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Opinion Wanted: A better Build Back Better campaign

President Biden and House Speaker Nancy Pelosi (D-Calif.) after a meeting with House Democrats on Capitol Hill on Oct. 1. (Jabin Botsford/The Washington Post)

The campaign for President Biden’s Build Back Better agenda is about to be, well, rebuilt — and it needs the thorough restructuring that’s underway.

The public chaos of last week demonstrated many things: that the various wings of the Democratic Party misread each other; that the relentless focus on the single number of $3.5 trillion has left most Americans clueless about what Biden wants to do; and that the party’s exceptionally narrow majorities in Congress require more finesse than even its most skilled vote-counters anticipated.

If there is good news for Biden and his party, it’s that each side in the internal skirmishes now knows the other’s strengths and red lines.

Moderates learned that progressives have the numbers in the House to block a physical infrastructure bill if Biden’s broader social and climate investment program isn’t passed alongside it. Progressives learned that the overall spending number in the package has to come down more than they initially thought to satisfy Democratic Sens. Joe Manchin III (W.Va.) and Kyrsten Sinema (Ariz.).

And Biden administration officials acknowledge that the president and his allies need to do a far better job in refocusing the debate away from the big numbers and toward the concrete help the president’s initiatives offer to middle-class and lower-income families. He plans extensive travel to stress such measures as expanded child care, the child tax credit and health coverage, along with the urgency of action on climate change.

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A hint of what’s to come was the White House’s announcement Sunday that the president would be visiting Howell, Mich., on Tuesday to make his case for the plan and how it would be paid for “by repealing tax giveaways to the rich.” Biden intends to push back hard on claims that he wants to add to the deficit by highlighting the revenue he is calling for.

In an effort to meet Manchin’s ceiling of $1.5 trillion on outright spending, the administration will also underscore that perhaps $1 trillion of its initiatives can fairly be classified as tax cuts or tax incentives, not spending. This could give Manchin a path to helping Biden salvage a decent share of the program. But the trickiest challenge could be Sinema’s opposition to many of the tax increases that Manchin could support. Killing the tax increases would only aggravate Manchin’s deficit fears.

Another sign of a reboot: House Speaker Nancy Pelosi’s letter to her colleagues on Saturday setting a new Oct. 31 deadline on passing the physical infrastructure bill. It is a real deadline — created by the expiration of a temporary extension of transportation spending — not an artificial one akin to the pledge Pelosi made to a small group of moderates to hold a vote last week on the bipartisan bill that progressives blocked.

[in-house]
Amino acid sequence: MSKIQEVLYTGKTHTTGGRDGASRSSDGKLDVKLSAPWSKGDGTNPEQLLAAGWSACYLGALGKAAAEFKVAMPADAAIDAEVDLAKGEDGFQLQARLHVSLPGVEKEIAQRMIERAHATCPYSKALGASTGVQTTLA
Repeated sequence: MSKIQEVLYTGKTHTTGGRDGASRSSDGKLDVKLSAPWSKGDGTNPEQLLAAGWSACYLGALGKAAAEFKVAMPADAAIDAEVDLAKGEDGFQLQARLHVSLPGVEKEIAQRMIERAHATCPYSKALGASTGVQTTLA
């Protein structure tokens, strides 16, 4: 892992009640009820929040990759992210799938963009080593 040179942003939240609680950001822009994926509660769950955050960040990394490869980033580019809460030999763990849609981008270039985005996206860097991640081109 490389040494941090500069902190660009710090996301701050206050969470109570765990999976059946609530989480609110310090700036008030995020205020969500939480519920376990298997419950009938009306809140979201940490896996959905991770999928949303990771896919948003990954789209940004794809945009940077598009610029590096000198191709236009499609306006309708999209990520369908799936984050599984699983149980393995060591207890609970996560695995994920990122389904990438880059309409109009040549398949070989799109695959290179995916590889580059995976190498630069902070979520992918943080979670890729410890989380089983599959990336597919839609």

The longer timeline will, Democrats hope, put an end to the debilitating and divisive public frenzy of recent days. It is also a realistic acknowledgment of the complexities of passing an initiative this large when Democrats have no votes to spare in the Senate, and just three in the House.

Progressives signaled this weekend that they were prepared to find a route to compromise. Reps. Alexandria Ocasio-Cortez (D-N.Y.) on CBS’s “Face the Nation” and Ro Khanna (D-Calif.) on “Fox News Sunday” both suggested that the bill’s overall price tag could be cut by limiting the duration of its various programs, leaving further extensions to future Congresses.

Moderates, in the meantime, have been forced to confront the reality that the fates of the physical infrastructure and Build Back Better bills were always intertwined. Biden, for example, was able to make concessions to pick up Republican support for the narrower bill without losing Democratic votes because all sides assumed some of the measures that progressives favored, particularly on climate, would be taken care of in the second bill.

What remains a mystery is what Sinema will ultimately ask for. Her enigmatic approach has led to widespread Democratic fury. The frustration is only aggravated by the fact that in a 50-50 Senate, there is no alternative but to come to terms with her.

What Democrats must fight above all are misrepresentations of the Build Back Better bill as some left-wing scheme. On the contrary, Biden’s proposals are a direct response to critiques often emanating from middle-of-the-road Democrats: that the party needs to spend less time on cultural issues and more on fighting for direct benefits to the working and middle classes, a cause that unites voters across racial and regional lines.

“This package goes to the very heart of why working-class Americans vote Democratic,” Rep. Brendan Boyle (D-Pa.), one of Biden’s earliest and staunchest supporters, told me. “If we are able to pass this bill, I am confident it will help us with those blue-collar voters who went for Obama twice and swung to Trump.”

But only if they know what’s in it. And, yes, only if it passes.